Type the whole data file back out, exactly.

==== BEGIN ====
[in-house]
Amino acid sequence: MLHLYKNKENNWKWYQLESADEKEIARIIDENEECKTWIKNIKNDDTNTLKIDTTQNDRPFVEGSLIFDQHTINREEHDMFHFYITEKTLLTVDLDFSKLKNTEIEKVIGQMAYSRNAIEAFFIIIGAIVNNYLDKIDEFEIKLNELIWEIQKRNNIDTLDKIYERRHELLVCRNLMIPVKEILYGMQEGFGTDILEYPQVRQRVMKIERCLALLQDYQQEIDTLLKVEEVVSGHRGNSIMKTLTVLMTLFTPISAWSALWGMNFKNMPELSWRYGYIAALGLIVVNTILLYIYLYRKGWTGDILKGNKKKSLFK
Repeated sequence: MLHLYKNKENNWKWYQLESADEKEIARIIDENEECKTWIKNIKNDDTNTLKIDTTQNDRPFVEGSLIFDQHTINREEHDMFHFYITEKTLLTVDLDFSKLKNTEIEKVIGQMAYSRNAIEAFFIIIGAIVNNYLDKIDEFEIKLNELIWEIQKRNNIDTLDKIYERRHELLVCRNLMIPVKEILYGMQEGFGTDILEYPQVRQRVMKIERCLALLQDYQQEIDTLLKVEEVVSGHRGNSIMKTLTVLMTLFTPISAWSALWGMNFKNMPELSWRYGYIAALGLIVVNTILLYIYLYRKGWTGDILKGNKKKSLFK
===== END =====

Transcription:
[in-house]
Amino acid sequence: MLHLYKNKENNWKWYQLESADEKEIARIIDENEECKTWIKNIKNDDTNTLKIDTTQNDRPFVEGSLIFDQHTINREEHDMFHFYITEKTLLTVDLDFSKLKNTEIEKVIGQMAYSRNAIEAFFIIIGAIVNNYLDKIDEFEIKLNELIWEIQKRNNIDTLDKIYERRHELLVCRNLMIPVKEILYGMQEGFGTDILEYPQVRQRVMKIERCLALLQDYQQEIDTLLKVEEVVSGHRGNSIMKTLTVLMTLFTPISAWSALWGMNFKNMPELSWRYGYIAALGLIVVNTILLYIYLYRKGWTGDILKGNKKKSLFK
Repeated sequence: MLHLYKNKENNWKWYQLESADEKEIARIIDENEECKTWIKNIKNDDTNTLKIDTTQNDRPFVEGSLIFDQHTINREEHDMFHFYITEKTLLTVDLDFSKLKNTEIEKVIGQMAYSRNAIEAFFIIIGAIVNNYLDKIDEFEIKLNELIWEIQKRNNIDTLDKIYERRHELLVCRNLMIPVKEILYGMQEGFGTDILEYPQVRQRVMKIERCLALLQDYQQEIDTLLKVEEVVSGHRGNSIMKTLTVLMTLFTPISAWSALWGMNFKNMPELSWRYGYIAALGLIVVNTILLYIYLYRKGWTGDILKGNKKKSLFK